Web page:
Sam Witwer and Ashley Eckstein created a hype around the last story-arc (Siege of Mandalore) with their statements in the previous two months. After these Ahsoka stories (which were – we can confess – filler episodes), I hope we will get an epic four-episode finale which will follow the path of this season and will create interconnections between several projects.


Paul DePaola

The final episode of the Ahsoka arc has finished and it’s a solid ending to an uneven but satisfying 4 part story.

When this arc was announced I wasn’t sure how I felt about a 4 episode arc all about this trio, but now that we have seen it all, I’m very happy with it. Previously, we had gotten a view of Coruscant life that the Jedi, and we the audience, don’t normally see. This time we see how Trace and Rafa react to the final reveal of Ahsoka being a Jedi. Ahsoka says her story for leaving was complicated and I thought Rafa’s reaction was great “I don’t want to hear your complicated story.” I’m going to miss these characters and I hope we get a chance to check in on them in some future story.

The escape from the Pykes isn’t quite as bold as last week’s episode. This time around it’s a more dramatic conflict as Ahsoka seems to betray the sisters and then her Jedi past is revealed. The starship chase is fun. I especially liked Trace playing chicken with the patrol ship.

What really made this episode stand out for me was the ending. In the last few minutes of the episode, as the trio has made it safely back to Coruscant, the three of them have to deal with everything that happened between them. Rafa and Trace understand why Ahsoka was acting as she was and finally express gratitude for saving them. Then the Mandalorians enter the picture. Bo Katan asking for Ahsoka’s help and watching them all fly off together to Mandalore. This feels like just the first taste of what we have all been waiting for since the return of The Clone Wars was announced.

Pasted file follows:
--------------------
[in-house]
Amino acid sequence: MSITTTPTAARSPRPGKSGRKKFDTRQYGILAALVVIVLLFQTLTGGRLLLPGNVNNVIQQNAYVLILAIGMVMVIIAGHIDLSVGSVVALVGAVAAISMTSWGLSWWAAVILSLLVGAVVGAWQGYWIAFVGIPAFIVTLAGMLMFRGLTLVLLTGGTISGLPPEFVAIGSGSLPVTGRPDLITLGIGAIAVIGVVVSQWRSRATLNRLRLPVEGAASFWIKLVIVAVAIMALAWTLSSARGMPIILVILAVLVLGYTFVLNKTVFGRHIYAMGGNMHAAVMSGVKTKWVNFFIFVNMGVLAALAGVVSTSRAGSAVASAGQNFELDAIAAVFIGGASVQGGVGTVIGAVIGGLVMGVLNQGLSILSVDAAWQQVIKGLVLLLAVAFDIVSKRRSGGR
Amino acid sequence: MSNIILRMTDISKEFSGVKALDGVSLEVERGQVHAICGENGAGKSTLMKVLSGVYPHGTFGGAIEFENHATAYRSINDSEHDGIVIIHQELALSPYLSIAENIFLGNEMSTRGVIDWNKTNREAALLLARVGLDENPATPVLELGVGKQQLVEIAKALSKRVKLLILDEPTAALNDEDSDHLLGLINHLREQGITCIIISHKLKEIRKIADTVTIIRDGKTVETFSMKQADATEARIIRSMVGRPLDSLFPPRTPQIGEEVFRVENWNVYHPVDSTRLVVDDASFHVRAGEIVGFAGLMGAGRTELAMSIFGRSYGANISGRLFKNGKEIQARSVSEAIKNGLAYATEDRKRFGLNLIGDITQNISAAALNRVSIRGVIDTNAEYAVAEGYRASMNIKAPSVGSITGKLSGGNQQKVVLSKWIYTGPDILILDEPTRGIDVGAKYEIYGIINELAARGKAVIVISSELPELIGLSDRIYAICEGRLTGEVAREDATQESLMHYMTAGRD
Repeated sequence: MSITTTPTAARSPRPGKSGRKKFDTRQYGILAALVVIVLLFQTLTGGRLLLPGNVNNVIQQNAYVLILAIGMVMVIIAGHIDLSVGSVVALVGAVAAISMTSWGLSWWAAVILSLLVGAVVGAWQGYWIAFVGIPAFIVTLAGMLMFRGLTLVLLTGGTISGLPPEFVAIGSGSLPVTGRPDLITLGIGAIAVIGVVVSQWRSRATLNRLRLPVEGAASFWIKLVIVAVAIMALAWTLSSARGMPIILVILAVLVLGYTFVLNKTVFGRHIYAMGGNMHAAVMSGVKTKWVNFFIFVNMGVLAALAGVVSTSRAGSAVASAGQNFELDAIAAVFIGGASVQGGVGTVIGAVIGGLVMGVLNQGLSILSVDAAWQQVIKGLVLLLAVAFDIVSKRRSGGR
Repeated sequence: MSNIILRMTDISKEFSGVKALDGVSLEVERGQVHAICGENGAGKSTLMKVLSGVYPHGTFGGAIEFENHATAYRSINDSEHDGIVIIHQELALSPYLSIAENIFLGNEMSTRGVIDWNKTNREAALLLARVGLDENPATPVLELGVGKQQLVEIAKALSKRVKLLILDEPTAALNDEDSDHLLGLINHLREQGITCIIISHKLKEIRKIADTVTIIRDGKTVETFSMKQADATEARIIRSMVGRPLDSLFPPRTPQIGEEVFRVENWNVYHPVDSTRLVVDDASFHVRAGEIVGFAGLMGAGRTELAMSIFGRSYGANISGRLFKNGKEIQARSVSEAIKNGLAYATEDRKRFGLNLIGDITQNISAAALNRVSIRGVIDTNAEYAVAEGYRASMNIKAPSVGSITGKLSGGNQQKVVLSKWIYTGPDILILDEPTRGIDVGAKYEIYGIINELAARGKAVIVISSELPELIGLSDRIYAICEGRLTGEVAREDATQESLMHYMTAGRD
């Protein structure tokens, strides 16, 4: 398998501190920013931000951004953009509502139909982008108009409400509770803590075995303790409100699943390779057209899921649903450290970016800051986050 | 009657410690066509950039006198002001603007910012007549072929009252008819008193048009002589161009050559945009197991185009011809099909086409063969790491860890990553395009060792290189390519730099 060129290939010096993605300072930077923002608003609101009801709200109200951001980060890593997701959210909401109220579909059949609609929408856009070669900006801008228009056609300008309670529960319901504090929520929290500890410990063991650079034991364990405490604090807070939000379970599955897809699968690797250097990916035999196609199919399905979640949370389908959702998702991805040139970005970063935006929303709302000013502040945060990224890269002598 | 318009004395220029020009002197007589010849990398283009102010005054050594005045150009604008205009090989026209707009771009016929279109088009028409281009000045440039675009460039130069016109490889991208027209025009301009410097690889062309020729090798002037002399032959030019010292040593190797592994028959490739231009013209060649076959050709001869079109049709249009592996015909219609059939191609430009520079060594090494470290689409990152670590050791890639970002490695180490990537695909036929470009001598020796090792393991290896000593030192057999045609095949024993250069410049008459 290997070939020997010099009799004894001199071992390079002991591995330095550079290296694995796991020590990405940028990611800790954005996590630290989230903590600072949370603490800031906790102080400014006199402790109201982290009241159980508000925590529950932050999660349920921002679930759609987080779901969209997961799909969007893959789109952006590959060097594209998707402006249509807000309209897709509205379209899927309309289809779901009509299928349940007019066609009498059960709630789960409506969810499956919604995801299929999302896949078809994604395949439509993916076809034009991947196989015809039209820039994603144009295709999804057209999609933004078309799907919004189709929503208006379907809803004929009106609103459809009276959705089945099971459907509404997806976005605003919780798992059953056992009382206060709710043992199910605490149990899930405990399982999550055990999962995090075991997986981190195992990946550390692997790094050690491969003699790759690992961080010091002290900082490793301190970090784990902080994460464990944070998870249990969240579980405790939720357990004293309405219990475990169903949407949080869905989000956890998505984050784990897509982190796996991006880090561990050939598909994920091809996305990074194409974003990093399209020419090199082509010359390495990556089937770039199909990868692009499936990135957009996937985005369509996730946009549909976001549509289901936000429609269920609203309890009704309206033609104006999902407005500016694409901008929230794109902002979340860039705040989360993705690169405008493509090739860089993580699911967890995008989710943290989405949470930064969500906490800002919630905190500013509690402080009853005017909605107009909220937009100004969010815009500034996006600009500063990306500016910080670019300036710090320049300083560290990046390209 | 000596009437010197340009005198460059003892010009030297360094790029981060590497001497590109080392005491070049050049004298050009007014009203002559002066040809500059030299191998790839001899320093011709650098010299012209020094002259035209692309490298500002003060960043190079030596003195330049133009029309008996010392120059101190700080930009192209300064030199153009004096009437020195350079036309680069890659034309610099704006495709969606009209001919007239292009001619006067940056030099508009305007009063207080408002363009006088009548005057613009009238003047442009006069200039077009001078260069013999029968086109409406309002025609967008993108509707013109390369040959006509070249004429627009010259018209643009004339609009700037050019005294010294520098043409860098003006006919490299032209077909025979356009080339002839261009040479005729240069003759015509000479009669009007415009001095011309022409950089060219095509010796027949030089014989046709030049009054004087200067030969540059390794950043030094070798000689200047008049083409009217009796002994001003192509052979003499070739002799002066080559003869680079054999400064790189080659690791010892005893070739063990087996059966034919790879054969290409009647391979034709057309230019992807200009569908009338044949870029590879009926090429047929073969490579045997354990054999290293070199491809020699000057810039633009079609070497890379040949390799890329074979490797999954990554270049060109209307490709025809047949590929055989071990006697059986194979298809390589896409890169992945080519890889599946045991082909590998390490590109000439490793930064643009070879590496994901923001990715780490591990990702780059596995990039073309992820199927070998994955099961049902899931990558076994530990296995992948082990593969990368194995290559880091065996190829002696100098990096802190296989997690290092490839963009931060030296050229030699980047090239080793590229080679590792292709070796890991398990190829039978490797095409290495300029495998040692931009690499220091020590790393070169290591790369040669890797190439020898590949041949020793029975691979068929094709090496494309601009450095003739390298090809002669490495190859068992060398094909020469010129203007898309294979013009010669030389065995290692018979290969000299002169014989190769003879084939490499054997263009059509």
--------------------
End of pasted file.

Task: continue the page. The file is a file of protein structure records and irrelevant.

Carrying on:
I’ve enjoyed our time with the Martez sisters and the Pykes and I can’t wait to see what’s next.


Mark Newbold

We’re back in the cell after the circuitous adventure of the last episode, but this time Ahsoka has a plan on how to get her newly found friends out of trouble. Thing is, her optimism has rubbed off on the elder Martez sister, making for a fun adventure that brings with it a variety of reveals and emotions.

Suggesting to the Pykes that Rafa and Trace leave to get the spice on the proviso that she stays, Ahsoka not only allows herself the space to use her powers unseen by the sisters, but shows them both – especially Rafa – that she is a friend to be trusted. Thing is, Rafa is impressed but determined not to let Ahsoka have one over on her (not that it matters, big galaxy, would they ever meet again after this?) and so crafts a plan to go back to Oba-Diah and break her out. Her plan – fool the Pykes into thinking they’ve delivered the promised spice after stealing said spice from the Pykes. It’s a smart and audacious plan, fraught with obstacles but vague enough for Rafa to riff her way out of it.